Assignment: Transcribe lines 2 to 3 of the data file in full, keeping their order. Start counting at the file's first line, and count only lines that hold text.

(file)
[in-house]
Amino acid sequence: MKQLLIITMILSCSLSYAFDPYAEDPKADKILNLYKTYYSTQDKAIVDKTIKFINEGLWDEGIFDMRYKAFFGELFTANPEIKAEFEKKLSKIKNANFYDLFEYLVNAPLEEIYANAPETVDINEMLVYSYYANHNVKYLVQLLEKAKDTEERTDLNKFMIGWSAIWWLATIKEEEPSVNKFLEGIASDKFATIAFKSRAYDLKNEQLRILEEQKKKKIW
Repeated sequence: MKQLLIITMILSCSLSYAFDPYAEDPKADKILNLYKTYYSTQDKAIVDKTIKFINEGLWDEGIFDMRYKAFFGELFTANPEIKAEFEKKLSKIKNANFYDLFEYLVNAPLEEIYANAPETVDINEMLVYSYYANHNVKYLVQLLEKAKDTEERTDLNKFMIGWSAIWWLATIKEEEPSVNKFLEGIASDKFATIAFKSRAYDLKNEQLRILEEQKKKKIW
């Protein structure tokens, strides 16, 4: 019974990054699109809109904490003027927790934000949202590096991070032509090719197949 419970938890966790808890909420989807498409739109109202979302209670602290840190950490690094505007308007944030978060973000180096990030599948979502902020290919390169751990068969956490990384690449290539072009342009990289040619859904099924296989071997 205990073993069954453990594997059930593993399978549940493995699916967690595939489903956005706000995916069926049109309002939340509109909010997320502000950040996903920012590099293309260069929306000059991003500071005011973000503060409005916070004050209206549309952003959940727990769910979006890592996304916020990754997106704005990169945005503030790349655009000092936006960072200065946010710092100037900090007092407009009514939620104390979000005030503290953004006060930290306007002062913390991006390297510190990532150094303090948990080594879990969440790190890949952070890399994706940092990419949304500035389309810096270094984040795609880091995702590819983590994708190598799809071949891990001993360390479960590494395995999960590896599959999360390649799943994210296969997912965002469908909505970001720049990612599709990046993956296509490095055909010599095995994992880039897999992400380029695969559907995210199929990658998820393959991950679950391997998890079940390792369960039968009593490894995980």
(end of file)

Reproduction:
Amino acid sequence: MKQLLIITMILSCSLSYAFDPYAEDPKADKILNLYKTYYSTQDKAIVDKTIKFINEGLWDEGIFDMRYKAFFGELFTANPEIKAEFEKKLSKIKNANFYDLFEYLVNAPLEEIYANAPETVDINEMLVYSYYANHNVKYLVQLLEKAKDTEERTDLNKFMIGWSAIWWLATIKEEEPSVNKFLEGIASDKFATIAFKSRAYDLKNEQLRILEEQKKKKIW
Repeated sequence: MKQLLIITMILSCSLSYAFDPYAEDPKADKILNLYKTYYSTQDKAIVDKTIKFINEGLWDEGIFDMRYKAFFGELFTANPEIKAEFEKKLSKIKNANFYDLFEYLVNAPLEEIYANAPETVDINEMLVYSYYANHNVKYLVQLLEKAKDTEERTDLNKFMIGWSAIWWLATIKEEEPSVNKFLEGIASDKFATIAFKSRAYDLKNEQLRILEEQKKKKIW